In their 1982 gothic rock masterpiece, Pornography’s “A Short Term Effect,” The Cure takes listeners on a lyrical expedition through transient despair and melancholy. The opening lines, rife with the imagery of loss, set the stage for a narrative that navigates the fleeting nature of existence. The song’s imagery, stark yet beautifully evocative, paints a surreal, nightmarish tableau that reflects a psyche teetering on the edge of reality.
As All Hallows Eve casts its long, ghostly shadows, Chicago’s Dark-Wave ensemble, KILL SCENES, unfurl their eerie rendition of The “A Short Term Effect” alongside a bone-chilling video. Their cover preserves the original’s ghostly atmospherics, yet embroiders new textures that delve deeper into the song’s desolate ambiance, infused with a fresh dynamism in the strings and percussions. Producer and axeman Sean Whittaker crafts a thick tapestry of harmonics that encase the familiar heartbeat of the song’s rhythm, whilst songstress Meghan Lamb unleashes a riveting vocal performance, wielding the dark lyricism as if it were an extension of her soul. Her voice resonates with a chill-inducing fervor, reminiscent of a haunting chant echoing over cliffside waves crashing into the abyss below. If “A Short Term Effect” was a cry into the void, Lamb’s rendition is the somber echo reverberating back from the depths.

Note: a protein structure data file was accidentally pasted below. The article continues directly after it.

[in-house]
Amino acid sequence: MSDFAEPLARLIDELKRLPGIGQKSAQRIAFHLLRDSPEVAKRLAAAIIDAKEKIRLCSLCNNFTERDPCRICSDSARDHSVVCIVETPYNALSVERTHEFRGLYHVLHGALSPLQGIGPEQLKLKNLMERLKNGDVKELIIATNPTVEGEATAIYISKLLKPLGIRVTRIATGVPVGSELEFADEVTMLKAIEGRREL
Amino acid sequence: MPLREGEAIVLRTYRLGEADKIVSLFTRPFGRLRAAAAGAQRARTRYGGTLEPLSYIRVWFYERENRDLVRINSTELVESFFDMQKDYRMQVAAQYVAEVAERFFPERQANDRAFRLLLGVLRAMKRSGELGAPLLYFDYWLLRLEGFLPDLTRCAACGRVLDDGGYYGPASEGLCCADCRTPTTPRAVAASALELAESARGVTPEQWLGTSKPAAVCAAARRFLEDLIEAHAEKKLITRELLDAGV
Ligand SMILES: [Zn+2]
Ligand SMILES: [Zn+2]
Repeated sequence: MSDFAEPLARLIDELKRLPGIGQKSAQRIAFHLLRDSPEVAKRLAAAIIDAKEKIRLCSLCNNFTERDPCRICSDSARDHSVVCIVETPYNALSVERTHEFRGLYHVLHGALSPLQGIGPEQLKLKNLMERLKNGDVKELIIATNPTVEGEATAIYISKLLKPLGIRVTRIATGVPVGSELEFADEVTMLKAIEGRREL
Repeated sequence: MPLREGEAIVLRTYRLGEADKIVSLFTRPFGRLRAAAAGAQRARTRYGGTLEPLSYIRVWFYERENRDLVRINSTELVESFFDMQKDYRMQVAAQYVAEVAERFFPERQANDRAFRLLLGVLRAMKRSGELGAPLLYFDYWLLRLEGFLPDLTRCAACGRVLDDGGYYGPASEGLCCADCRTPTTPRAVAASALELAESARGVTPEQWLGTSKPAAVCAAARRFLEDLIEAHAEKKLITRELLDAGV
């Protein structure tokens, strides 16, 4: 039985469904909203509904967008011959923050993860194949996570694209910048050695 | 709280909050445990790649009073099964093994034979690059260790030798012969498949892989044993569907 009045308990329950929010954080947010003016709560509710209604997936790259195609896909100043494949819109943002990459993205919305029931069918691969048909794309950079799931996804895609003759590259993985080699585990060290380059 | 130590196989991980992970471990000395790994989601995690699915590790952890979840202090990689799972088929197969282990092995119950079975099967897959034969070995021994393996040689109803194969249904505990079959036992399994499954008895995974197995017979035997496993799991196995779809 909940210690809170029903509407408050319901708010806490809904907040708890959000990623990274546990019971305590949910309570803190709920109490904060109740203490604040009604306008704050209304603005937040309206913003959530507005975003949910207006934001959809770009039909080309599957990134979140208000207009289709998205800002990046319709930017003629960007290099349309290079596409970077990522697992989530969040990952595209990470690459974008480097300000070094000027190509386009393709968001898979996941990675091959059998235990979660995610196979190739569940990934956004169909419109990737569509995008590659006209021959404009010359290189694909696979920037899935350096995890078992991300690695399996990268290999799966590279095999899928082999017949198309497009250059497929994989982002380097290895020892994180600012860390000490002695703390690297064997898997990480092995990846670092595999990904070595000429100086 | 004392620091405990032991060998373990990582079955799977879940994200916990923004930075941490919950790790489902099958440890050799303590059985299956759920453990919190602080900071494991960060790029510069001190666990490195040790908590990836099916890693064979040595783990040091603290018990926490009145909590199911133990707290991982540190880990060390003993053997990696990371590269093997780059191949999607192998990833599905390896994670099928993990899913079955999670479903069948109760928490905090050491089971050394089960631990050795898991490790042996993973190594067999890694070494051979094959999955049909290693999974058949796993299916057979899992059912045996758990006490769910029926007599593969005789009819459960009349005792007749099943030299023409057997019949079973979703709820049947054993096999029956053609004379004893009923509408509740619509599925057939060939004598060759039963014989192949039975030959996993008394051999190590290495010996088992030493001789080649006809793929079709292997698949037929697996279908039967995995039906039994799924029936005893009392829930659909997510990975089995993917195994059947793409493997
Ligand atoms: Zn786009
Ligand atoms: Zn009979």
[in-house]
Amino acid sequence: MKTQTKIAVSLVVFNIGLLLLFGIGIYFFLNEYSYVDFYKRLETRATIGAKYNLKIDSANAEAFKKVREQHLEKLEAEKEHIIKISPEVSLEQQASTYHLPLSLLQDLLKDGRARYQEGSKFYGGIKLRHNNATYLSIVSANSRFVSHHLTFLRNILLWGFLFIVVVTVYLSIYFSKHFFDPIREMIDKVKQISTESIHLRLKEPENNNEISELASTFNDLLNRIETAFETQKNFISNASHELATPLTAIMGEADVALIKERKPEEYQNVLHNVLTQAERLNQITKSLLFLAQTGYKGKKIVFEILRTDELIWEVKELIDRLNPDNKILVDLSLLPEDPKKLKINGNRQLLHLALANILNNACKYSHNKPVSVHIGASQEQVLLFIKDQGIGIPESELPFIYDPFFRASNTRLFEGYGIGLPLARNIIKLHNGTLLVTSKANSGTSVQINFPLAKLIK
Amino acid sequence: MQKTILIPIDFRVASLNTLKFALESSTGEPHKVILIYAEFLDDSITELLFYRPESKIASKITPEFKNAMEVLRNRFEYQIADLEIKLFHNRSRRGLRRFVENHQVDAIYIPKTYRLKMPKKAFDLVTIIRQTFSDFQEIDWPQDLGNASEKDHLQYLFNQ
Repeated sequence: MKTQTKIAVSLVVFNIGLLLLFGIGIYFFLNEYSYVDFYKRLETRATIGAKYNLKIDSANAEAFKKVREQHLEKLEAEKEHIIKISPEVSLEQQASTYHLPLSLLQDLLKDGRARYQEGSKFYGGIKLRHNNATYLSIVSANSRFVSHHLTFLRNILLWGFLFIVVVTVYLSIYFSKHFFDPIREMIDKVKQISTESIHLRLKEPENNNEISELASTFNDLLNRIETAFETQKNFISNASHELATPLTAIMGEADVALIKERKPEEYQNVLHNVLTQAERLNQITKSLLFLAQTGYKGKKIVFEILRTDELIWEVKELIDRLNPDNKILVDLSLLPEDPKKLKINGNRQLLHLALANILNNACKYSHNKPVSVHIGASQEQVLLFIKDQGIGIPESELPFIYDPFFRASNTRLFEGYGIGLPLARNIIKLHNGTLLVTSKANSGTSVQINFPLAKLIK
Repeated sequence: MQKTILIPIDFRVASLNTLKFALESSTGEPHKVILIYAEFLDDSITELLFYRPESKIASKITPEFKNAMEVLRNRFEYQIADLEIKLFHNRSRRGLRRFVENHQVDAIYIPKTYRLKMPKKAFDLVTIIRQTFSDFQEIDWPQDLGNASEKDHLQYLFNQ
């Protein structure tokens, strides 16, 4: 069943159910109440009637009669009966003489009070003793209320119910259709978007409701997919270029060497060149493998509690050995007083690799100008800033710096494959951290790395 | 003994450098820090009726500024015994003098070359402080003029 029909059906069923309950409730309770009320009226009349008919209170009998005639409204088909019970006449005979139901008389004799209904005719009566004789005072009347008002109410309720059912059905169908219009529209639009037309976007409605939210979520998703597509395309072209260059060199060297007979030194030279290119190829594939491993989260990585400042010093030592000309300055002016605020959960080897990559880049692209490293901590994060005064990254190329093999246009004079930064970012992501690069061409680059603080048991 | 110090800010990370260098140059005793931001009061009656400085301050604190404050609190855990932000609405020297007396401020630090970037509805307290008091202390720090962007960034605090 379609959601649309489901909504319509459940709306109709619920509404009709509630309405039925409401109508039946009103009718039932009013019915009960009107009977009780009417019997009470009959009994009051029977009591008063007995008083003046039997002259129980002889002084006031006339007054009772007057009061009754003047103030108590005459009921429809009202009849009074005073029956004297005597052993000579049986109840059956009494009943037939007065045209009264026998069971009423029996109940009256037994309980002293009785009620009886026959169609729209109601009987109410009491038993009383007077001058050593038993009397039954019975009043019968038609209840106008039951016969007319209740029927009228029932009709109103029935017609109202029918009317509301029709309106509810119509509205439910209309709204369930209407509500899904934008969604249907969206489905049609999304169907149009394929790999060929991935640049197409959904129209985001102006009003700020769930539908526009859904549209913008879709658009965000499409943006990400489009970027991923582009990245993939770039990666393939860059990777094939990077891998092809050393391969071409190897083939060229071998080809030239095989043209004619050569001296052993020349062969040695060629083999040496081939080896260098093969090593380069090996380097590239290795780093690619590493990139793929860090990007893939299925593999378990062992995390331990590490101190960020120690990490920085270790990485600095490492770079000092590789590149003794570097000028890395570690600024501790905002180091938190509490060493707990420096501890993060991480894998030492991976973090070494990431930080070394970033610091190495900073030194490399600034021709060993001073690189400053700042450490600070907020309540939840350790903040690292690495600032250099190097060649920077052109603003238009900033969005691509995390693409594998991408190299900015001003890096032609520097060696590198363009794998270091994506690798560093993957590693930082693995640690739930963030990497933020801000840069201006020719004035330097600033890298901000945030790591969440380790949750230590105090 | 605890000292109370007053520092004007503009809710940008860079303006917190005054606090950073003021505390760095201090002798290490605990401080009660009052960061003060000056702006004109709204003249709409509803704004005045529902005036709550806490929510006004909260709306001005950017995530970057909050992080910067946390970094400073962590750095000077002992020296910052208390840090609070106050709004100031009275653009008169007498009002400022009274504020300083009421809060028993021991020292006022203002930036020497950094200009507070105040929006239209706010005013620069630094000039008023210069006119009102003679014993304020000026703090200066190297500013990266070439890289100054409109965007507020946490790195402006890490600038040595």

The video, envisioned by Whittaker, situates the band in a void—a liminal realm birthed from a catatonic dreamer’s thoughts, tethered to an old, broken radio. Glitched, degraded images leap into view, akin to memories hallucinated in real-time by a mind teetering on the edge.
Dive into the haunting visuals below:
KILL SCENES’ reimagining of “A Short Term Effect” also comes with a b-side, “The Chrysalis (Doomring Remix),” a re-envisioned track from their 2022 album, Masque, by artist/producer Tom Whittaker (aka Doomring).
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